Evo: Do you think the roadblocks that have currently stood in the way of programmatic innovation will be as ferocious as they have been in recent years?
BC: I think many of those roadblocks will be mitigated, so no, it won’t be as ferocious. The data about our new environment will be unambiguous and most institutions won’t have the luxury to ignore it. Our collective memory is short, however, so I believe college and university leaders and board members will have to be vigilant here. There will be no choice but to adapt this this new reality.
Most institutions like ours recognize that we’re never going to compete on the same merits as elite private universities, and our mission is something else entirely. The business model required to support our mission must too be shaped by this emerging environment. I see advantages for smaller and more agile institutions in this new environment and I’m excited about the future of B-CU.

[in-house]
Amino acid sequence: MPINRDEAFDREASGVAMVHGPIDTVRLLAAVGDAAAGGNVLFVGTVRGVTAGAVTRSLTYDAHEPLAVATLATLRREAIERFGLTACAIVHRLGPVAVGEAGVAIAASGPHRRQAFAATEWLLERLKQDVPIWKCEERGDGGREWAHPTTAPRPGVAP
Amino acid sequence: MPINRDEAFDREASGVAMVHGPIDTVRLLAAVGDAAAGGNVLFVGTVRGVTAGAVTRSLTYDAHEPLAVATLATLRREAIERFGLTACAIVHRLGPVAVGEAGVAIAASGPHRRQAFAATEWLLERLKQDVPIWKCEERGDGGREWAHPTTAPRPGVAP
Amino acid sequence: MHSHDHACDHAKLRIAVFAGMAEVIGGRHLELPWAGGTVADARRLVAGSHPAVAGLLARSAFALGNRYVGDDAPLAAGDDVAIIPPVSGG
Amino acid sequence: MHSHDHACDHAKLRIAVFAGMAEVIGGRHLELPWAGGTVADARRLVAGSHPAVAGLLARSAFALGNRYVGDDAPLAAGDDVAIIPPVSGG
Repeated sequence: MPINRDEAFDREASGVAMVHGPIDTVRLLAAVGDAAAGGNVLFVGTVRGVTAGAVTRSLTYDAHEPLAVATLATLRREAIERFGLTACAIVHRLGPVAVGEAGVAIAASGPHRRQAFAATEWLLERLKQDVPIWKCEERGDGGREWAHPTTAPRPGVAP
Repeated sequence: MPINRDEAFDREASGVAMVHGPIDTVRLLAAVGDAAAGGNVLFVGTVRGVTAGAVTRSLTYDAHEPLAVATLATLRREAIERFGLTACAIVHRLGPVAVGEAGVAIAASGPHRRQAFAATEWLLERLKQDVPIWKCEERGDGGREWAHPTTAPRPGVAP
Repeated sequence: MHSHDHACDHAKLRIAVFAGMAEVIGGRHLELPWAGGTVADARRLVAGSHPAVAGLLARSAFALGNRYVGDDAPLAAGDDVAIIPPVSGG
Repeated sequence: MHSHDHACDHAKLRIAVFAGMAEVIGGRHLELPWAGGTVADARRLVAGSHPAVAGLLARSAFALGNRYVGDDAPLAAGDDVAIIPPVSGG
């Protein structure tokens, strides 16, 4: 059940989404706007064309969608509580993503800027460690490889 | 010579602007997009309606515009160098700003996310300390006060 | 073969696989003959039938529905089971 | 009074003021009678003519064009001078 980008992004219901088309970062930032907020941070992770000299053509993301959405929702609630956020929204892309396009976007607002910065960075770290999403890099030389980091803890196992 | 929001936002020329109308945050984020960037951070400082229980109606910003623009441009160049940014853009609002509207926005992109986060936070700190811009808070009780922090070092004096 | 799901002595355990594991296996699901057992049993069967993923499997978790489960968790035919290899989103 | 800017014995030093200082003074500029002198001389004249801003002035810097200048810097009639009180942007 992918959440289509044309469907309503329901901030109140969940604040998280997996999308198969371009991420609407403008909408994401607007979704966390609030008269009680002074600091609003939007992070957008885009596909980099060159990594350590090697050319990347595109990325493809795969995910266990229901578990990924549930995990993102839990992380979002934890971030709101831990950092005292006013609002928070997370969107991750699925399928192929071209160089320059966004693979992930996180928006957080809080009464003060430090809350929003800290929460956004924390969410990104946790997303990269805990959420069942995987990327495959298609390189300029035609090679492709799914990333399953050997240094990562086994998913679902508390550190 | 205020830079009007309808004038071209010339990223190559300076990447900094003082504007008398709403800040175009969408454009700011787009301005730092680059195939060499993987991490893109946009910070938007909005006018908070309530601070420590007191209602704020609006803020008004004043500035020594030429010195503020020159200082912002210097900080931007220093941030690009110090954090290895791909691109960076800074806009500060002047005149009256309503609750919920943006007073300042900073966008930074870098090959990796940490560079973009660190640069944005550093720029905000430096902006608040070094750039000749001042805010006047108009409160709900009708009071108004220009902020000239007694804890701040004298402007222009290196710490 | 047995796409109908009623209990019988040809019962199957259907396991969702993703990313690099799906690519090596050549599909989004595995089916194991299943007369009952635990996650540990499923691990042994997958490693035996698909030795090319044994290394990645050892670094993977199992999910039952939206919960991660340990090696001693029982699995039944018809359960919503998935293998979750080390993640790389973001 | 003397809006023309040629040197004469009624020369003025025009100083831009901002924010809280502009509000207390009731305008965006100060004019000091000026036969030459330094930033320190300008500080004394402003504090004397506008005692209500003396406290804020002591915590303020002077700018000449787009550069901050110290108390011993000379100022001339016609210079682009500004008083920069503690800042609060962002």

Evo: How should HBCUs prepare to support their communities through a period of sweeping unemployment?
BC: First is to recognize that HBCUs in general, and places like Bethune-Cookman in particular, are inextricably linked to their local communities. We are engines of economic opportunity in our immediate community while being simultaneously responsible for the creation of intergenerational wealth across tens of thousands of students.
I have every expectation that our students should be fluent in the same technical and adaptive capacities that embedded in some of the country’s wealthiest institutions. The opportunity – the magic – of places like B-CU is in how we deliver these outcomes in starkly different environments with profound resource constraints. This is the beauty of what we do.
Our institutions need to reframe – reimagine, really – how we do things. For example, when I talk about the need to accelerate the academic experiences, it’s important to note that we’re not a trade school. We’re a liberal arts university. To suspect that we can continue to educate our students the way we’ve been educating them would be short-sighted, irresponsible and unsustainable. For us, the key is to immerse and engage our students in the local community and across the world as a means of immediately contextualizing what they learn. This requires a sea-change in many ways, and that’s what’s both exciting and scary about where we are.